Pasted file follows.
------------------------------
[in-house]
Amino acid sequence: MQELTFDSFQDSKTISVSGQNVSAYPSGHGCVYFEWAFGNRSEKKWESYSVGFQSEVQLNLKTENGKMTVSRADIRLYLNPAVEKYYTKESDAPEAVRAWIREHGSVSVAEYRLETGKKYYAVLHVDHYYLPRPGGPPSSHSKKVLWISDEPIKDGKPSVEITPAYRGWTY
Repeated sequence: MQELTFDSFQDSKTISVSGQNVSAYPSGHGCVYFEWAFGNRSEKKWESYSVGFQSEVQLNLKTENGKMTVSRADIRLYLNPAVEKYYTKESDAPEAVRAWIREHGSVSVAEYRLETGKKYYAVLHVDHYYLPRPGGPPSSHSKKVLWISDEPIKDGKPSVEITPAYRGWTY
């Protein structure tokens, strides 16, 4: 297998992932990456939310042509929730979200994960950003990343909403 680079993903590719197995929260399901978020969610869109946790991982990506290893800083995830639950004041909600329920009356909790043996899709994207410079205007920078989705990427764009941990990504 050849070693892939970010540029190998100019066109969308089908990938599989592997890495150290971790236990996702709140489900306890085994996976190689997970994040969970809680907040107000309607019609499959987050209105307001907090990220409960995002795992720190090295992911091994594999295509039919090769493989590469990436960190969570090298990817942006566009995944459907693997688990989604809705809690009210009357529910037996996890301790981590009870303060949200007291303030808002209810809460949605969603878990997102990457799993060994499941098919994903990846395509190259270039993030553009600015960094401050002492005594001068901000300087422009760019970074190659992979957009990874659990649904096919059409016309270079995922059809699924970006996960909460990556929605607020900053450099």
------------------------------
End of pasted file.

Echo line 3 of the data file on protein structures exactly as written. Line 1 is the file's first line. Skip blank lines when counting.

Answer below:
Repeated sequence: MQELTFDSFQDSKTISVSGQNVSAYPSGHGCVYFEWAFGNRSEKKWESYSVGFQSEVQLNLKTENGKMTVSRADIRLYLNPAVEKYYTKESDAPEAVRAWIREHGSVSVAEYRLETGKKYYAVLHVDHYYLPRPGGPPSSHSKKVLWISDEPIKDGKPSVEITPAYRGWTY